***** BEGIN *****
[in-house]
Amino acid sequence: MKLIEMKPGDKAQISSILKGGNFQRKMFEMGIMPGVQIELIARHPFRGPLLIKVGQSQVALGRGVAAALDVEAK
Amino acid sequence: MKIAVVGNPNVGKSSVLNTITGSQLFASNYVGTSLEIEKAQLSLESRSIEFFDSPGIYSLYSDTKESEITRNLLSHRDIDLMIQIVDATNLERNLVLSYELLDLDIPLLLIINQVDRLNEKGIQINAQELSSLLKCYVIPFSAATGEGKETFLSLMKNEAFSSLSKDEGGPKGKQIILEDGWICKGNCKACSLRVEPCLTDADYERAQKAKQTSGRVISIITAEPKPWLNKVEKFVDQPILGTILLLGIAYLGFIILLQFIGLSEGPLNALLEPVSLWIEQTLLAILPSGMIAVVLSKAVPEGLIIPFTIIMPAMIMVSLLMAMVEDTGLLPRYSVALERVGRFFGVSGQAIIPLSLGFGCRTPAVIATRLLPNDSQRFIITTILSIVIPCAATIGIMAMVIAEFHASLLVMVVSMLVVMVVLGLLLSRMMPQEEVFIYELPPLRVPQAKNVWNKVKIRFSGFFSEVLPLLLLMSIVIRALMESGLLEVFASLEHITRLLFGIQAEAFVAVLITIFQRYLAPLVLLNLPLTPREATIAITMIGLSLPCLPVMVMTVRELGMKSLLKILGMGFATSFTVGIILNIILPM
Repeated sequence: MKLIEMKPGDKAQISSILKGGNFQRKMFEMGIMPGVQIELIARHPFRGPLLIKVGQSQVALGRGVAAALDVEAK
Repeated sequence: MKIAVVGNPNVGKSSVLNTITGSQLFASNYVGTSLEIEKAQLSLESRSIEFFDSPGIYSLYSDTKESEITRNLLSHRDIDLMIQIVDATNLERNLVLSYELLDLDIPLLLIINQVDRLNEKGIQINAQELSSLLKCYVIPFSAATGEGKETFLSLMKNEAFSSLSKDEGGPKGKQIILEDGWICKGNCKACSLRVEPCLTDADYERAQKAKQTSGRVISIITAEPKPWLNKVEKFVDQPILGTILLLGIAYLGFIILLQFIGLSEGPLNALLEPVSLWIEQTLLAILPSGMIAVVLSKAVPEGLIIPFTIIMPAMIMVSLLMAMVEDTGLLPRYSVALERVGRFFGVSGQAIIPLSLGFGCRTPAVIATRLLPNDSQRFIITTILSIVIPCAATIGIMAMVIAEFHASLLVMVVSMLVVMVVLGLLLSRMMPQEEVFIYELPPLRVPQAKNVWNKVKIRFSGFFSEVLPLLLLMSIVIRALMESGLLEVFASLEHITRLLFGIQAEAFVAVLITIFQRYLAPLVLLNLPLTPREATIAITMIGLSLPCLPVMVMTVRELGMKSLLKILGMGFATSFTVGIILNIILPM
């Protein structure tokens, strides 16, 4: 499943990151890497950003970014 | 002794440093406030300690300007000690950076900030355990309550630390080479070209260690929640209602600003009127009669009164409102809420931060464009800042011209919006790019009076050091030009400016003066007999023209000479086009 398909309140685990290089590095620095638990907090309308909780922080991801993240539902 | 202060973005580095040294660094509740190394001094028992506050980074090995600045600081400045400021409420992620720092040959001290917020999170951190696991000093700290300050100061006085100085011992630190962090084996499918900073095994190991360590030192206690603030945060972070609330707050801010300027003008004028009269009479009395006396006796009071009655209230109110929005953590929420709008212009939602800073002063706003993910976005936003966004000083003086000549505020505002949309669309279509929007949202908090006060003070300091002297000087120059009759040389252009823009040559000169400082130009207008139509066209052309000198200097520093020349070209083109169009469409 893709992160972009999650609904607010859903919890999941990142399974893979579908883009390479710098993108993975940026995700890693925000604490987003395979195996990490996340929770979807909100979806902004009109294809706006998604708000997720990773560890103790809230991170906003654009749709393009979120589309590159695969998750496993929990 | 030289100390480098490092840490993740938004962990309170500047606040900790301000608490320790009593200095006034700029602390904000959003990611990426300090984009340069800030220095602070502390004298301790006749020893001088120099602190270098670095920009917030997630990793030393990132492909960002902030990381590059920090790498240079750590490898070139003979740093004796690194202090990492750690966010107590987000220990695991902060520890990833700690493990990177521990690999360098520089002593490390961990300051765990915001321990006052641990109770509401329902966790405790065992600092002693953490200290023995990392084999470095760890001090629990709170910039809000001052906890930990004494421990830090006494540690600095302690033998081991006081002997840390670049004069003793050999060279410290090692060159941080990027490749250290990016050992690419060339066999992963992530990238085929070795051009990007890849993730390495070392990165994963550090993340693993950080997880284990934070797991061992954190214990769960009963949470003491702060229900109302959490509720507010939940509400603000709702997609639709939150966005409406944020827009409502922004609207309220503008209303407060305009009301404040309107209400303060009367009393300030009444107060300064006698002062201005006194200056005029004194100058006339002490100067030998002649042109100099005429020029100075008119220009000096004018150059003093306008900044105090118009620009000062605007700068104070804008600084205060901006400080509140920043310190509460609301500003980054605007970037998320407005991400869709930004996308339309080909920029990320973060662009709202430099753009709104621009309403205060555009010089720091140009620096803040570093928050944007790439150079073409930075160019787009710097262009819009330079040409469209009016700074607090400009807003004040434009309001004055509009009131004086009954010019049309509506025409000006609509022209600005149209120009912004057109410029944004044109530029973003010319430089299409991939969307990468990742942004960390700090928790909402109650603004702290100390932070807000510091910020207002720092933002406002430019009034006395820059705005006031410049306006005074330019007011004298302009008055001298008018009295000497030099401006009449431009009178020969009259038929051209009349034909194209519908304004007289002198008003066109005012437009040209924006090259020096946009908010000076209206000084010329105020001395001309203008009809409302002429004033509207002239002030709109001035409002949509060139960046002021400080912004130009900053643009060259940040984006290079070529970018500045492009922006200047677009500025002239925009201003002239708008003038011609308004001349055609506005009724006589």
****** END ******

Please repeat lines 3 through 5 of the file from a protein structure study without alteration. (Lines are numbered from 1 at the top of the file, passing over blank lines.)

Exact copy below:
Amino acid sequence: MKIAVVGNPNVGKSSVLNTITGSQLFASNYVGTSLEIEKAQLSLESRSIEFFDSPGIYSLYSDTKESEITRNLLSHRDIDLMIQIVDATNLERNLVLSYELLDLDIPLLLIINQVDRLNEKGIQINAQELSSLLKCYVIPFSAATGEGKETFLSLMKNEAFSSLSKDEGGPKGKQIILEDGWICKGNCKACSLRVEPCLTDADYERAQKAKQTSGRVISIITAEPKPWLNKVEKFVDQPILGTILLLGIAYLGFIILLQFIGLSEGPLNALLEPVSLWIEQTLLAILPSGMIAVVLSKAVPEGLIIPFTIIMPAMIMVSLLMAMVEDTGLLPRYSVALERVGRFFGVSGQAIIPLSLGFGCRTPAVIATRLLPNDSQRFIITTILSIVIPCAATIGIMAMVIAEFHASLLVMVVSMLVVMVVLGLLLSRMMPQEEVFIYELPPLRVPQAKNVWNKVKIRFSGFFSEVLPLLLLMSIVIRALMESGLLEVFASLEHITRLLFGIQAEAFVAVLITIFQRYLAPLVLLNLPLTPREATIAITMIGLSLPCLPVMVMTVRELGMKSLLKILGMGFATSFTVGIILNIILPM
Repeated sequence: MKLIEMKPGDKAQISSILKGGNFQRKMFEMGIMPGVQIELIARHPFRGPLLIKVGQSQVALGRGVAAALDVEAK
Repeated sequence: MKIAVVGNPNVGKSSVLNTITGSQLFASNYVGTSLEIEKAQLSLESRSIEFFDSPGIYSLYSDTKESEITRNLLSHRDIDLMIQIVDATNLERNLVLSYELLDLDIPLLLIINQVDRLNEKGIQINAQELSSLLKCYVIPFSAATGEGKETFLSLMKNEAFSSLSKDEGGPKGKQIILEDGWICKGNCKACSLRVEPCLTDADYERAQKAKQTSGRVISIITAEPKPWLNKVEKFVDQPILGTILLLGIAYLGFIILLQFIGLSEGPLNALLEPVSLWIEQTLLAILPSGMIAVVLSKAVPEGLIIPFTIIMPAMIMVSLLMAMVEDTGLLPRYSVALERVGRFFGVSGQAIIPLSLGFGCRTPAVIATRLLPNDSQRFIITTILSIVIPCAATIGIMAMVIAEFHASLLVMVVSMLVVMVVLGLLLSRMMPQEEVFIYELPPLRVPQAKNVWNKVKIRFSGFFSEVLPLLLLMSIVIRALMESGLLEVFASLEHITRLLFGIQAEAFVAVLITIFQRYLAPLVLLNLPLTPREATIAITMIGLSLPCLPVMVMTVRELGMKSLLKILGMGFATSFTVGIILNIILPM